Articles Posted in U.S. Federal Circuit Court of Appeals

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The Information Security Management Act, 44 U.S.C. 3541–49, requires that federal agencies meet information security standards. Compliance is monitored by the Office of Management and Budget. The Department of Justice purchased a license for plaintiff’s compliance product. Plaintiff participated with DOJ in seeking designation as a "Center of Excellence." Without notifying plaintiff, DOJ developed an alternative product, accessing plaintiff's database to learn the system’s architecture. OMB selected DOJ as a Center of Excellence and required agencies to purchase from COEs. DOJ’s product substituted its alternative for plaintiff's software. Plaintiff filed, in district court, a Lanham Act claim; a common law unfair competition claim; and a breach of fiduciary duty claim. Months later, plaintiff filed, in the Court of Federal Claims, claims of: breach of oral or implied contract, breach of license agreement, and breach of duty of good faith and fair dealing. The district court dismissed all but the Lanham Act claim. The Claims Court dismissed all claims, applying 28 U.S.C. 1500, which precludes it from exercising jurisdiction over "any claim for or in respect to which the plaintiff … has pending in any other court any suit … against the United States." The Federal Circuit reversed, in part, reasoning that the license agreement claim does not arise from substantially the same facts as the district court claim. View "Trusted Integration, Inc. v. United States" on Justia Law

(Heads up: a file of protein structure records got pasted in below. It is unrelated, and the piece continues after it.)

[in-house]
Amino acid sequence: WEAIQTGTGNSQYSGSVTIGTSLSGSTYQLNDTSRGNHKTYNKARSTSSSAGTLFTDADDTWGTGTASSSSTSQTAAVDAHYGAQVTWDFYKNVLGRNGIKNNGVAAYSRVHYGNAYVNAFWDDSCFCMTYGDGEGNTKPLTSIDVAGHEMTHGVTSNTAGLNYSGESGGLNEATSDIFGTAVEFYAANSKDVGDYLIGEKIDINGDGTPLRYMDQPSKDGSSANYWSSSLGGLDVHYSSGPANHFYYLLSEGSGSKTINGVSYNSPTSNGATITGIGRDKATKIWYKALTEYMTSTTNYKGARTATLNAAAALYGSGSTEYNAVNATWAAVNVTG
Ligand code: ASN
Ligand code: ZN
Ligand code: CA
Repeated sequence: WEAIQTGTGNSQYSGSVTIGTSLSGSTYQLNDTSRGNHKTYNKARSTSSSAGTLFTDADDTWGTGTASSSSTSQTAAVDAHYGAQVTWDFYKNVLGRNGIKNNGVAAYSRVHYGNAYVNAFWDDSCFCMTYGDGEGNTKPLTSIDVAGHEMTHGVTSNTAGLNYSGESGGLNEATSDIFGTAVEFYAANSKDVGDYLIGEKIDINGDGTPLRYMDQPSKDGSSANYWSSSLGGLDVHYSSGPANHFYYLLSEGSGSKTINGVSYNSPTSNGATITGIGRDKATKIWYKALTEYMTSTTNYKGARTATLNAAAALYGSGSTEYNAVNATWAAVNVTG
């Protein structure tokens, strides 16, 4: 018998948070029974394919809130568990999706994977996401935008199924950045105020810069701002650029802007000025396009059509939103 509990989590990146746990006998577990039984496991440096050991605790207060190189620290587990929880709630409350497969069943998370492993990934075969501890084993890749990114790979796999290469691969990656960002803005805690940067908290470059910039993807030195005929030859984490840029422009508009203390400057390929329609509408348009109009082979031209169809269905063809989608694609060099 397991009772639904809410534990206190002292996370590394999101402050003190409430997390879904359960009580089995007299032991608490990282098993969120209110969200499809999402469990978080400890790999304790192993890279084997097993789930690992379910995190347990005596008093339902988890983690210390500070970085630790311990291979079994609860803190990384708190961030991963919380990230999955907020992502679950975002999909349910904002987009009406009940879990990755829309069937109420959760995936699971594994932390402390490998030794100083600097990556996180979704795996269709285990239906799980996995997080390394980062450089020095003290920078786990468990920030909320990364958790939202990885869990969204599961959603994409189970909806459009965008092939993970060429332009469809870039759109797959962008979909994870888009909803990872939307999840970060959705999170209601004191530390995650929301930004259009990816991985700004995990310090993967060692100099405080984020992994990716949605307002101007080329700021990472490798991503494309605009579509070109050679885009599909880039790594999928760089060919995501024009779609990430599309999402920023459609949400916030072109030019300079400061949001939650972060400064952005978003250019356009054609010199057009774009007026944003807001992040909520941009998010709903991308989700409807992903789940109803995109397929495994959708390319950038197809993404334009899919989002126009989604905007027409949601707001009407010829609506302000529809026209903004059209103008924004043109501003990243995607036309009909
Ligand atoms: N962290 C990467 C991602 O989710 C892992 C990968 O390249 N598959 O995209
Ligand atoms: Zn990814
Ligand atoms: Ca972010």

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The jury found that Amazon's 1-click purchasing system infringes plaintiff's 710 patent, entitled "Object-Based On-Line Transaction Infrastructure," which covers an online purchasing system, but that all of the claims of the patent were invalid, and that Amazon did not infringe any of the other patents at issue. The judge granted a plaintiff's post-verdict motion and ruled that the 710 patent claims were not invalid. The Federal Circuit reversed the post-verdict ruling and held that each asserted claim of the 710 Patent is invalid as anticipated and the asserted claims of the other patents remain valid and not infringed. View "Cordance Corp. v. Amazon.com" on Justia Law

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The 545 patent claims a method for distributing copyrighted products (songs, movies, books) over the Internet where the consumer receives a copyrighted product for free in exchange for viewing an advertisement, and the advertiser pays for the copyrighted content. The district court dismissed an infringement claim. The Federal Circuit reversed and remanded. The patent claims a "process" within the meaning of 35 U.S.C. 101. View "Ultramercial, LLC . Hulu, LLC" on Justia Law

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The rejected patent claim is one of several that describe a system for sending information (electronic mail) from an originating processor (personal computer) to a destination processor (mobile computer) using an intermediary (radio frequency receiver). Prior art systems required connection to a public switched phone line and were limited by difficulty in locating a phone jack. The Board of Patent Appeals affirmed the rejection, construing the term "destination processor," to mean the "particular end node device to which the intended user recipient of electronic mail has immediate and direct physical access when accessing and viewing electronic mail;" determining that the applicant was not entitled to claim priority; and finding that the claim was anticipated by prior art. The Federal Circuit affirmed. The Board properly relied on the written description in construing "destination processor." Nothing in 35 U.S.C. 301 prohibits an examiner from determining, on re-examination, whether a priority date was properly claimed during the original examination; such a determination was proper in this case because the examiner did not consider priority during the original prosecution. View "In re NTP, Inc." on Justia Law